Article Courtesy FNNBOA
Before and after pictures showing the addition of a French drain. Before the addition of a drainage ditch, the house was chronically flooding in the spring or during heavy rains. The basement is now dry and the occupants are developing the basement.
Despite its name, the French drain may not have come from France. In his 1859 book, Farm Drainage, Henry Flagg French popularized the use of trenches filled with gravel or roofing tile to drain surface water off farm buildings, while protecting the surrounding soils from erosion. Improvements over the years include the use of manufactured pipes, embedded in gravel, to allow the water collected to flow freely. In today’s home, we use the same concept to protect foundations from groundwater by installing perforated pipe (weeping tile) leading to a catch basin (sump pit) for final dispersion outside the building. We also see it in sewage systems where sewage is treated in two-stage tanks, discharged into a weeping bed, where the effluent percolates into the soil in chambers covered with gravel.
Swales are often used to divert surface water run-off from houses, but can be ineffective over time, due to soil erosion or frozen water. Weeping tiles have proven very effective in controlling ground water, and can be just as effective in controlling surface water run-off, by controlling the route the water takes. In their purest form, French drains are ditches filled with gravel, but with the addition of manufactured products such as drain tiles, or culverts, the home can be isolated, reducing the chances of water damage.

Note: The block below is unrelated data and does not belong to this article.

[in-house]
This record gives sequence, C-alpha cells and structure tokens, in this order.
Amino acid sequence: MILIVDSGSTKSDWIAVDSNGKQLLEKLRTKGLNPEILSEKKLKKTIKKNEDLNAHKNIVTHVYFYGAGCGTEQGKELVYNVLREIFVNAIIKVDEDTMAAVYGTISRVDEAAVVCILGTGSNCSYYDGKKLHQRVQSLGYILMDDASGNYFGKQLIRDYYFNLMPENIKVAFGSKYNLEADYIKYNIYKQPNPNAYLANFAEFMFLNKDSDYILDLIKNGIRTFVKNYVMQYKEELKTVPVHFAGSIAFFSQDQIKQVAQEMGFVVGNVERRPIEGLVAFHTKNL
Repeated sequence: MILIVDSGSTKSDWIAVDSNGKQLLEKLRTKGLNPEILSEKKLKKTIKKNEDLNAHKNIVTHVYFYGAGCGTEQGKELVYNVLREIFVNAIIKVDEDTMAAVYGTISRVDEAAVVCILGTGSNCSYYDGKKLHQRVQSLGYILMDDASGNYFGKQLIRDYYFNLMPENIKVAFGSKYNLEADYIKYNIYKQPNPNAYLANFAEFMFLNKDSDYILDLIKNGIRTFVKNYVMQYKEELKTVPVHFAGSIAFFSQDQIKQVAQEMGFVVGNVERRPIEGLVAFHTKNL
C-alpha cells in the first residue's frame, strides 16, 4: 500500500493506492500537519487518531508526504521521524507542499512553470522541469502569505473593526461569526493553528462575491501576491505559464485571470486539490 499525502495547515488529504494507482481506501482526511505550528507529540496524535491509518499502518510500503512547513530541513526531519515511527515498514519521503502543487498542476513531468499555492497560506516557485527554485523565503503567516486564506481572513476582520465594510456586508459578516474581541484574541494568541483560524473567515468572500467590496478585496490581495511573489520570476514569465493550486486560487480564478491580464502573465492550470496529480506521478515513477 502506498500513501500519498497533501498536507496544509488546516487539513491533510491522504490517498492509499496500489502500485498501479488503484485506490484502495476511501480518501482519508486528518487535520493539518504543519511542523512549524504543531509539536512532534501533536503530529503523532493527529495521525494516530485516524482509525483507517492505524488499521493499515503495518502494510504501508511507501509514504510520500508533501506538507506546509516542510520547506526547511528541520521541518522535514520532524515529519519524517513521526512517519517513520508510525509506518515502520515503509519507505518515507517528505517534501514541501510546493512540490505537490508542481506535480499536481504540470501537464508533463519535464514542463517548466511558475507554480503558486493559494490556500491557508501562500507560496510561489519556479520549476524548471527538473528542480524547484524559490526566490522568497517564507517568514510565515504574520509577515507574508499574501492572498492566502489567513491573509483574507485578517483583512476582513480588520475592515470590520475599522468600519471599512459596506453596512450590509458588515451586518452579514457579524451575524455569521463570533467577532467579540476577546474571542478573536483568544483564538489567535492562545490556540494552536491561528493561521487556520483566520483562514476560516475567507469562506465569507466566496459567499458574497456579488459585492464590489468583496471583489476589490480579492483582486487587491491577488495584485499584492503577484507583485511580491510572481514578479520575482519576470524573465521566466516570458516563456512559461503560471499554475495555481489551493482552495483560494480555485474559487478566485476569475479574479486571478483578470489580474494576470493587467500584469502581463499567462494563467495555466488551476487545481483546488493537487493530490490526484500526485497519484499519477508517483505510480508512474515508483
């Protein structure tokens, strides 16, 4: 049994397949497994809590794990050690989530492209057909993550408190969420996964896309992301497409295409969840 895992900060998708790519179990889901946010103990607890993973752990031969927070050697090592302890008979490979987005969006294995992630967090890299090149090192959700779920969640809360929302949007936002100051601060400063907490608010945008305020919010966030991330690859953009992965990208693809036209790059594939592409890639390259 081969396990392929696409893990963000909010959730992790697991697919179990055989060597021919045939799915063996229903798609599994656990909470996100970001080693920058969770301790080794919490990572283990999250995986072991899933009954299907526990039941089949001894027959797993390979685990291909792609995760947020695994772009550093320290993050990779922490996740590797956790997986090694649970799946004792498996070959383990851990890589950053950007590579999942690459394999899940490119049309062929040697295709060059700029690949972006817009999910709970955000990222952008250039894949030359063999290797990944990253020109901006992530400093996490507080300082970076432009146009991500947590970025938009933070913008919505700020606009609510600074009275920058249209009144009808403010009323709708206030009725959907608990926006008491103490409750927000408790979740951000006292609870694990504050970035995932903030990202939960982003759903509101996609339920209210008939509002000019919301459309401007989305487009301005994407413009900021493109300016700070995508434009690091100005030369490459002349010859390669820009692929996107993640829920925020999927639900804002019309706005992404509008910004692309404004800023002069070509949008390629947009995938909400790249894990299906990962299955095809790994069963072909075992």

Steps to installing an effective drainage system
1. Start by determining where you want the final dispersal point to be. That can be a drainage ditch, dry well or catch basin, where it can be diverted to the community’s stormdrain system. The catch basin can even be part of a rainwater-collection system. It can be as simple as a buried rainwater barrel. Locate buried utility services by using “Call Before you Dig.” You don’t want to dig up a gas line or electrical service.
2. Determine the highest spot in your yard. When you dig the trench, excavation will slope downwards toward the final point of dispersal. One inch of slope for every eight feet will ensure the water can move freely through the pipe. One thing to keep in mind: If your intent is to protect your house from water, construct the trench four to six feet away from the foundation. The trench will surround the home, in most cases, in a U shape.
3. Dig the trench bearing in mind the slope. A trench digger is a good option, as it will have minimal impact on the surrounding grade. There are attachments made for bobcats, or you can rent from an equipment-supply company. The trench can be a foot wide or three feet wide, depending on how much water you need to move. Bear in mind that the wider the trench, the more gravel you’ll need. Eighteen inches in depth is a good starting point. That should keep it above most services.
4. Install a bed of gravel two inches thick to serves as a base for the drainage tile.
5. Lay the drainage tile keeping in mind the slope. Perforated pipe should be laid with the perforations down. This will prevent fine soils from entering and clogging the pipe. Even better, use fabric-wrapped pipe, which is easier to use than installing filter fabrics.
6. Fill the trench with gravel, level to the surrounding grade. If you're not using fabric-wrapped pipe, install a filter fabric above the pipe, embedded in gravel. Some people use landscaping gravel, which comes in a variety of colours, to enhance the landscaping on the top six inches.